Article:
At the 2 hour mark, come back to your grill and give those slabs a flip to marinade side down.  Give them a full hour with that side down, then come back and flip them meaty side up.  At this point, give them a quick doneness check using the Bend Test (again refer to the Never Fail Baby Backs post). If they aren’t quite done, give them another 30 mins and check again.  They are done when the bend test has them cracking easily, and the meat pulls cleanly off the bone (but doesn’t fall off).

These are also great with a big Greek Salad, a loaf of crusty bread and an ice cold Greek lager beer (or your favorite beer!).

Greek Chicken

This really doesn’t get easier. We like to use skin-on/bone-in chicken. The instructions are easy:

  1. Preheat the grill to 400F.
  2. Unpackage your skin-on/bone-in chicken and put in a large bowl, season with salt and pepper, tossing to coat.
  3. Mix up a batch of Greek Marinade – make more if you have a lot.  That recipe will coat about 12 pieces of chicken.
  4. Dump over the chicken and toss to coat
  5. Grill on the hot grill, turning every 10 minutes, until at least 165F at the bone for breast pieces. 185F at the bone for legs, thighs and wings.
  6. Serve with your favorite Greek sides.

This chicken is outstanding cold! Great picnic food!

Greek Rack of Lamb

lamb "lollipops" in oil on a white plate

Oh my, our favorite thing.  We think that if someone said to us “if you could only have one food the rest of your life, what would it be?  “Greek rack of lamb, that’s what.” Both elegant and casual (best finger food ever is lamb lollipops – the little lamb chops you get when you carve up a rack of lamb), decadent and rich yet still lean at the same time. We love them and can’t get enough.  So for this recipe, we’re going to be using the Reverse Sear technique. If you haven’t done it for a bit, go read our post on that, and brush up.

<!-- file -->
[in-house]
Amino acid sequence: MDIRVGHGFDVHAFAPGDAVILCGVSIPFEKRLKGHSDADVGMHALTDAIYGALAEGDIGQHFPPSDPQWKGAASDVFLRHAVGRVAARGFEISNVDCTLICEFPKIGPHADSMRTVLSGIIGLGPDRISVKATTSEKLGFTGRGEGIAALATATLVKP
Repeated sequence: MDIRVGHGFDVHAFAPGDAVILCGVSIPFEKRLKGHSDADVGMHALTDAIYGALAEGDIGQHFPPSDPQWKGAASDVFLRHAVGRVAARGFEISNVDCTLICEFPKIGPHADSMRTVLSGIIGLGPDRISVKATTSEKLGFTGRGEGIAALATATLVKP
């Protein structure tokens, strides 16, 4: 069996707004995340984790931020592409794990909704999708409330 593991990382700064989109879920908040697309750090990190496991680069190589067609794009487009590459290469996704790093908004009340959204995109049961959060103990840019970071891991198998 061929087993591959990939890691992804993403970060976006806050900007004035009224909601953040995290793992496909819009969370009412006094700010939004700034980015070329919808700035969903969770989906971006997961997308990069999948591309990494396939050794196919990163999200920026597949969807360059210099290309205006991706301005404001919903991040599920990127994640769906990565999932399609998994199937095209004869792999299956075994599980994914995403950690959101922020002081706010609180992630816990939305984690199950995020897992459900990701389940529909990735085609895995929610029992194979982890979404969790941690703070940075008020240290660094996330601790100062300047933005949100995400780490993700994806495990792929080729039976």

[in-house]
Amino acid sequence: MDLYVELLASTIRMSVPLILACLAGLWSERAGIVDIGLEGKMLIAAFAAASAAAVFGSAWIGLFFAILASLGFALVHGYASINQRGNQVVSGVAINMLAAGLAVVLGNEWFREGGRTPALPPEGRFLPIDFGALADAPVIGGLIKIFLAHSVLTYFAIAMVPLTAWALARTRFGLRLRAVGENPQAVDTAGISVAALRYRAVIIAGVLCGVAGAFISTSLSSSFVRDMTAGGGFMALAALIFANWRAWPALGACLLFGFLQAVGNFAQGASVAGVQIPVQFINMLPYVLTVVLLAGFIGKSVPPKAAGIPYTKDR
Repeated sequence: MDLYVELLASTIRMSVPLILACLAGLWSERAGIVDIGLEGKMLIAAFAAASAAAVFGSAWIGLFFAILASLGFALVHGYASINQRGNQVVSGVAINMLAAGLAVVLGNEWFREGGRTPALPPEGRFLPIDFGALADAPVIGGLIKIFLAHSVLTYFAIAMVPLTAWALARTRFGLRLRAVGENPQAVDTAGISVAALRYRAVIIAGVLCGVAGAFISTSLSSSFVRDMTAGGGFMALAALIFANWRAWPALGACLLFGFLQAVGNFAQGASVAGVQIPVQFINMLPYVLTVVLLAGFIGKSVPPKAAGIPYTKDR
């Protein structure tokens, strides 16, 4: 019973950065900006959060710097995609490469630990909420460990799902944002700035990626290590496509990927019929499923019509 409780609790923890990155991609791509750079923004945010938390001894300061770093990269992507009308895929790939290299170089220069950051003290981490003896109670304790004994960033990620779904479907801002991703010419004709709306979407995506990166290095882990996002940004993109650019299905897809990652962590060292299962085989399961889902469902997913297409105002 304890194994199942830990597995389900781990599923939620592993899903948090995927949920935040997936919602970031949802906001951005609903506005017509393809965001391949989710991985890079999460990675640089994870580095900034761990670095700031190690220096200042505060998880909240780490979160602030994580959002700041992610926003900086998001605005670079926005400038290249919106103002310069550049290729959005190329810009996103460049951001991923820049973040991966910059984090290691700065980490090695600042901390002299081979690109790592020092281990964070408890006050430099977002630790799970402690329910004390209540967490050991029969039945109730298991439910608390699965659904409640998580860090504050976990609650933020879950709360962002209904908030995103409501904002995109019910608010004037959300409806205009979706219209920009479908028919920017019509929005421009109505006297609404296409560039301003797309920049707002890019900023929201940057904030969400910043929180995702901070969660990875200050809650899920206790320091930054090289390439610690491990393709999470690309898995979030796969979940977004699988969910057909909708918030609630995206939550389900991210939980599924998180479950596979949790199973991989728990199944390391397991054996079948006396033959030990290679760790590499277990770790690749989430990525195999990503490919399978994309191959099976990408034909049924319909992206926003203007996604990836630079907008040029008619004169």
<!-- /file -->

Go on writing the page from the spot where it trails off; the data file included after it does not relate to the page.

One of our favorite things to do is serve these at a dinner party. One nice presentation is to cut them apart between the bones and serve a big platter of “lamb lollipops”.  But our favorite presentation and this works great for a “couples” dinner, is to serve each couple one rack to share.  We put them on a platter with the sides and put a platter in front of each couple.  Most people like between 2 and 4 bones worth, so this works perfectly.


We like to buy lamb racks at Costco or Sam’s Club.  In fact, to make sure we always have some in the freezer, we make it a point to buy at least 1 or 2 every time we go!


Make up a batch of Greek marinade.  Get the lamb racks out of the package, rinse them off and pat dry. Then season generously with salt and pepper and slather the marinade all over the lamb racks. Set aside to marinate for at least 1 hour.  

About 45 minutes into the marination period, fire up your pellet grill to 225F with Griller’s Gold pellets.  Once your lamb racks are done marinating, put them on the grill, fat/meaty side up.  Close the lid and leave it for 15 minutes.